One issue plaguing the construction industry has been labor shortage. This has been a hot topic the last few years and is likely to continue in 2019 as companies continue to earn higher and higher revenues and maintain healthy and growing backlogs. One difficulty has been finding and retaining the labor necessary and part of the issue is voluntary turnover of key employees.
The loss of a key employee can cost a company direct dollars such as recruitment fees, training expense, onboarding cost and lost productivity. There are also indirect costs such as lost knowledge and company morale, which can have a direct affect on a business’s bottom line. Turnover can be contagious and the loss of a key employee can cause other employees on the fence to make the jump to a competitor.
Based on research and an article written by Amy Adkins of Gallup, millennials are the most likely the generation to switch jobs with approximately 60% open to new job opportunities. The ADP Research Institute reported in 2018 that the construction industry is averaging a monthly turnover rate of 6.2% of employees. Common factors contributing to voluntary turnover are pay, promotion, overtime, commuting, experience and other job related issues.
So the question is, how does a company limit its voluntary turnover? Common strategies are offering flexible scheduling, promotion, employee recognition and, most commonly, compensation. The structure of compensation, which is typically made up of salary and an annual bonus, can be used to help curb the voluntary turnover of key employees. Most construction companies offer their key employees a bonus—which could be project based, a percentage of the bottom line or some other calculation based on revenues or EBITDA. The crucial piece of the puzzle is the timing of the bonus.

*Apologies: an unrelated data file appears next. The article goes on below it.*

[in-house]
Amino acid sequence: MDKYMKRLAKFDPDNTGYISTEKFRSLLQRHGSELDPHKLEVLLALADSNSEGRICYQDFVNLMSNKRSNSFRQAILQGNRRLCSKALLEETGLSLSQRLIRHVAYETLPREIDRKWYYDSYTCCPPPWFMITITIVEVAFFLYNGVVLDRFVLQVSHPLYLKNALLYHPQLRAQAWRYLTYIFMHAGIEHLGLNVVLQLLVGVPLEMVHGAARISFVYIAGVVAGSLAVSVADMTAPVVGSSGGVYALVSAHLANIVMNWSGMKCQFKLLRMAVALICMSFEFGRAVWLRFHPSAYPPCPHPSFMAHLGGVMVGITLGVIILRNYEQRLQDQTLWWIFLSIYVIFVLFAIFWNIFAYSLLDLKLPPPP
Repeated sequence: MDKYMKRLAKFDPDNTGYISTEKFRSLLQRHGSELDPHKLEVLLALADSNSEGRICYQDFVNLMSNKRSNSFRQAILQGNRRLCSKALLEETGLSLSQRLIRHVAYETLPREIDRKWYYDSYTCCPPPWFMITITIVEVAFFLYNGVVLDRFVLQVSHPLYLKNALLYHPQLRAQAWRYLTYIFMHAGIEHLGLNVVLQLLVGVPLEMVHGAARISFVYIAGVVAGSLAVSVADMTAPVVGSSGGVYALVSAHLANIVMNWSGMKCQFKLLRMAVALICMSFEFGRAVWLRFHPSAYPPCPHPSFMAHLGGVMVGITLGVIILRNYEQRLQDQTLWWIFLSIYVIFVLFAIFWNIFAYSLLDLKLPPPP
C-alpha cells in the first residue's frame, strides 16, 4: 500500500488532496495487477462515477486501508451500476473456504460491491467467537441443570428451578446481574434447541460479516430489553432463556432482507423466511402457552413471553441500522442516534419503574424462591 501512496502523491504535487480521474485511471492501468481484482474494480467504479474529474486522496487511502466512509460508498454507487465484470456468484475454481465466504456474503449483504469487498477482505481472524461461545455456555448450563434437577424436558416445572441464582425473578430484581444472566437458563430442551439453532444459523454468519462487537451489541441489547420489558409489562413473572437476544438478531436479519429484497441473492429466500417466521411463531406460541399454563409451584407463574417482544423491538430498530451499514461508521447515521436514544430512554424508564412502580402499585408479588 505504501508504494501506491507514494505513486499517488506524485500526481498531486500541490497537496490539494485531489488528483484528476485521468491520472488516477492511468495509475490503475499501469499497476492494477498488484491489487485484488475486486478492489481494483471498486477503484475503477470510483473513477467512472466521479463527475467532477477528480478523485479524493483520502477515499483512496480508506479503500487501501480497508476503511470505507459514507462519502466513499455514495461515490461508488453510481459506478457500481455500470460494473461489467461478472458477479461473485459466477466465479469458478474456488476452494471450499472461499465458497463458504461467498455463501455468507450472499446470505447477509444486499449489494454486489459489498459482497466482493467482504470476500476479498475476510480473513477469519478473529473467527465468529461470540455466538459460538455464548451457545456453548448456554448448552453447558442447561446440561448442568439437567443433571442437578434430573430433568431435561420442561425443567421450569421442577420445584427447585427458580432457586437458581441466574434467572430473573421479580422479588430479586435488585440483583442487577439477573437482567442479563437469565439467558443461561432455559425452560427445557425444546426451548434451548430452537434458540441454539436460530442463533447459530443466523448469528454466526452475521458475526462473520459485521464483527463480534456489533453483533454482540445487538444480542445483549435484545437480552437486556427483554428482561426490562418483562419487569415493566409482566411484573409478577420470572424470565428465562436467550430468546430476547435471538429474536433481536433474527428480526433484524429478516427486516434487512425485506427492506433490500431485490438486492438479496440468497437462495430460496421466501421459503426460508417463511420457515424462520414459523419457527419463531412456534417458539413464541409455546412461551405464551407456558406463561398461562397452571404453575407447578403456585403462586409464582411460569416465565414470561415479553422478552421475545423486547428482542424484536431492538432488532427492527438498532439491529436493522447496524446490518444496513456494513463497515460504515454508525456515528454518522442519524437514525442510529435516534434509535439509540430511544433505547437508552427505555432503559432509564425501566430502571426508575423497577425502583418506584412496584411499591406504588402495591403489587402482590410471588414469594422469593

Most companies make the mistake of paying 100% of the bonus awarded to key employees in the year it is earned or shortly thereafter. The structure that should be employed is deferring a large portion (typically 50%) of the bonus to be paid out in a future period. For example, a key project manager gets a $100,000 bonus awarded in 2018. They get $50,000 (50% x $100,000) paid out in 2018 and the remaining $50,000 paid out at the end of 2021. This process rolls forward every year and once the employee has been in the program for three years always has a three-year rolling deferral on their cash bonus.
There are a few distinct advantages for the company that are achieved by deferring a portion of the bonus into a future period:
- Employee Retention – by deferring a portion of the cash bonus to a future period the employee is more likely to remain employed or lose the deferred portion of the cash bonus
- Cash Flow – by building a deferred cash bonus program the company keeps all the deferred cash on their balance sheet, which allows it to be invested and earn a return
- Never Having to Pay – how many times does a key employee get their bonus and tender their resignation shortly after? If an employee resigns, the company never has to pay the employee the deferred portions of the bonus, which saves compensation expense
There are a few considerations to be aware of before implementing a plan like this. First, if your company has been paying 100% of employee bonus in the year it is earned, or shortly thereafter, implementing a deferral plan where a portion of the cash is deferred could get a negative response from the employee group. There are also alternative strategies to consider which are non-cash such as Stock Appreciation Rights (SAR), which is defined by Investopedia as “a bonus given to employees that is equal to the appreciation of company stock over an established time period.”
Any company considering implementing a new bonus program should consult with a Certified Public Accountant to ensure they comply with any relevant Internal Revenue Service Codification and an attorney to ensure the plan is structured properly to protect the company.